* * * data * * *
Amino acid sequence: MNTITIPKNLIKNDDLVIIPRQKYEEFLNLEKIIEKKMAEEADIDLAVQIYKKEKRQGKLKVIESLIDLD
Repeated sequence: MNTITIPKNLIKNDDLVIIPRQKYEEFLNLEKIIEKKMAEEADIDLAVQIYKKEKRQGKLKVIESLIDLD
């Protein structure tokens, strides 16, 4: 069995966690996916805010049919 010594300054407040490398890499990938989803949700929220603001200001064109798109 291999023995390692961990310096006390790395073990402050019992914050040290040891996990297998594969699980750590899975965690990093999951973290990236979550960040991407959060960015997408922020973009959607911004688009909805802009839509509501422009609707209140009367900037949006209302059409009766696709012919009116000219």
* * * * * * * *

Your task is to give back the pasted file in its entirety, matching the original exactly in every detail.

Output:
Amino acid sequence: MNTITIPKNLIKNDDLVIIPRQKYEEFLNLEKIIEKKMAEEADIDLAVQIYKKEKRQGKLKVIESLIDLD
Repeated sequence: MNTITIPKNLIKNDDLVIIPRQKYEEFLNLEKIIEKKMAEEADIDLAVQIYKKEKRQGKLKVIESLIDLD
């Protein structure tokens, strides 16, 4: 069995966690996916805010049919 010594300054407040490398890499990938989803949700929220603001200001064109798109 291999023995390692961990310096006390790395073990402050019992914050040290040891996990297998594969699980750590899975965690990093999951973290990236979550960040991407959060960015997408922020973009959607911004688009909805802009839509509501422009609707209140009367900037949006209302059409009766696709012919009116000219």